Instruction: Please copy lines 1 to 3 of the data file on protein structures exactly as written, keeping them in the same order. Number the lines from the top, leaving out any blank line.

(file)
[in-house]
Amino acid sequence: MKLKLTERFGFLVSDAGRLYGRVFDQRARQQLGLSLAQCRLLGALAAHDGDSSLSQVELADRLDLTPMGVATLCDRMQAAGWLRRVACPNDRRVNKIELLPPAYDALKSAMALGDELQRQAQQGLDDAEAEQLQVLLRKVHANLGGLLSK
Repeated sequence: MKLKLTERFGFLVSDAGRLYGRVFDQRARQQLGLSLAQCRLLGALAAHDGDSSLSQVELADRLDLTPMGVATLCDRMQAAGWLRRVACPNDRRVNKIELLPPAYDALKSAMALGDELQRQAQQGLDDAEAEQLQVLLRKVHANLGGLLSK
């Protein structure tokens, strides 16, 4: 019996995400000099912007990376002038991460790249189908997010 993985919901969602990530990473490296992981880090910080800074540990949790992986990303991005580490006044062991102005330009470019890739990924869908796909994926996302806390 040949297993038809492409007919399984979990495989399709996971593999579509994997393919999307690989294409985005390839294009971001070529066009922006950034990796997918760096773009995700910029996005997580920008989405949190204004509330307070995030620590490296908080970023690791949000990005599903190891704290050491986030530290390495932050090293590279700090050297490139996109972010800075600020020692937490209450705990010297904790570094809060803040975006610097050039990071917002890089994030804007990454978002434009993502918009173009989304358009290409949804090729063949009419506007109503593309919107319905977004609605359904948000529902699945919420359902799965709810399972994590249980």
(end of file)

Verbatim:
[in-house]
Amino acid sequence: MKLKLTERFGFLVSDAGRLYGRVFDQRARQQLGLSLAQCRLLGALAAHDGDSSLSQVELADRLDLTPMGVATLCDRMQAAGWLRRVACPNDRRVNKIELLPPAYDALKSAMALGDELQRQAQQGLDDAEAEQLQVLLRKVHANLGGLLSK
Repeated sequence: MKLKLTERFGFLVSDAGRLYGRVFDQRARQQLGLSLAQCRLLGALAAHDGDSSLSQVELADRLDLTPMGVATLCDRMQAAGWLRRVACPNDRRVNKIELLPPAYDALKSAMALGDELQRQAQQGLDDAEAEQLQVLLRKVHANLGGLLSK